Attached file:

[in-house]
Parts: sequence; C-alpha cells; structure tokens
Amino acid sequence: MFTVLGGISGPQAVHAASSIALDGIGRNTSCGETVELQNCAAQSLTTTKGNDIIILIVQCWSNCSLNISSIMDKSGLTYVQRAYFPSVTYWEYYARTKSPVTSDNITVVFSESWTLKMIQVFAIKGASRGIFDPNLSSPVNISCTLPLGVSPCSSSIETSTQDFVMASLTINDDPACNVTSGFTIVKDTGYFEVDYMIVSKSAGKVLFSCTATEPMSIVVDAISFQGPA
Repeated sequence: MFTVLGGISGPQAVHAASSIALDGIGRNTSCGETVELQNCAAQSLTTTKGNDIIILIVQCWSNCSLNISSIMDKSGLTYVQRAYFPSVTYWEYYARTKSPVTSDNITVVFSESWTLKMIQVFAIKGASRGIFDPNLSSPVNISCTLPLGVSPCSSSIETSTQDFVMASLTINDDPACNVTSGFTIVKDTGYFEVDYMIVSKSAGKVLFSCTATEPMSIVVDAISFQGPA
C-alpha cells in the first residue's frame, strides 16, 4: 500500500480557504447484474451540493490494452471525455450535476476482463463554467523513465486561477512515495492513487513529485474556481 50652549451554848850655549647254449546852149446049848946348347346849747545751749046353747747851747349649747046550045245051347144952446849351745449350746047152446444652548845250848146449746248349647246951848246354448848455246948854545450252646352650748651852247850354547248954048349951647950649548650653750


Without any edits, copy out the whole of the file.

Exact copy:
[in-house]
Parts: sequence; C-alpha cells; structure tokens
Amino acid sequence: MFTVLGGISGPQAVHAASSIALDGIGRNTSCGETVELQNCAAQSLTTTKGNDIIILIVQCWSNCSLNISSIMDKSGLTYVQRAYFPSVTYWEYYARTKSPVTSDNITVVFSESWTLKMIQVFAIKGASRGIFDPNLSSPVNISCTLPLGVSPCSSSIETSTQDFVMASLTINDDPACNVTSGFTIVKDTGYFEVDYMIVSKSAGKVLFSCTATEPMSIVVDAISFQGPA
Repeated sequence: MFTVLGGISGPQAVHAASSIALDGIGRNTSCGETVELQNCAAQSLTTTKGNDIIILIVQCWSNCSLNISSIMDKSGLTYVQRAYFPSVTYWEYYARTKSPVTSDNITVVFSESWTLKMIQVFAIKGASRGIFDPNLSSPVNISCTLPLGVSPCSSSIETSTQDFVMASLTINDDPACNVTSGFTIVKDTGYFEVDYMIVSKSAGKVLFSCTATEPMSIVVDAISFQGPA
C-alpha cells in the first residue's frame, strides 16, 4: 500500500480557504447484474451540493490494452471525455450535476476482463463554467523513465486561477512515495492513487513529485474556481 50652549451554848850655549647254449546852149446049848946348347346849747545751749046353747747851747349649747046550045245051347144952446849351745449350746047152446444652548845250848146449746248349647246951848246354448848455246948854545450252646352650748651852247850354547248954048349951647950649548650653750